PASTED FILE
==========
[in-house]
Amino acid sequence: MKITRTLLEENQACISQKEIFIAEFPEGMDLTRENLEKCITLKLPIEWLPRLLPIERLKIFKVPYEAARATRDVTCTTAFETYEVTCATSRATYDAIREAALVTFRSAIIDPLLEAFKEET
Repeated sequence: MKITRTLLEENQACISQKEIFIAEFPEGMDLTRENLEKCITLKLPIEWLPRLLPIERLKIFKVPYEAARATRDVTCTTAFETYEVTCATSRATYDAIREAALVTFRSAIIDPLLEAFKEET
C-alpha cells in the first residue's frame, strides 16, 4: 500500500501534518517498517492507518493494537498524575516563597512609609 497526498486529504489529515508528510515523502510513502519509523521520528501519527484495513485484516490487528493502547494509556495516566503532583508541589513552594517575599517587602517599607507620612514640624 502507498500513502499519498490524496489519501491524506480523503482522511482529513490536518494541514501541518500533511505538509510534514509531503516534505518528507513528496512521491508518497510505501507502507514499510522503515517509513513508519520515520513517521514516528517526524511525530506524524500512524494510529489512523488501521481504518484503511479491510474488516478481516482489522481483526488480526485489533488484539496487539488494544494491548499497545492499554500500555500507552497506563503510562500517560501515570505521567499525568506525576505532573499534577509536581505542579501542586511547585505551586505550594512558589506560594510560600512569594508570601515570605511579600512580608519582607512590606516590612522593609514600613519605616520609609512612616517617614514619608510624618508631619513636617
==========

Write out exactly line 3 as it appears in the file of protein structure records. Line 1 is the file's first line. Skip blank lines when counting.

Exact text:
Repeated sequence: MKITRTLLEENQACISQKEIFIAEFPEGMDLTRENLEKCITLKLPIEWLPRLLPIERLKIFKVPYEAARATRDVTCTTAFETYEVTCATSRATYDAIREAALVTFRSAIIDPLLEAFKEET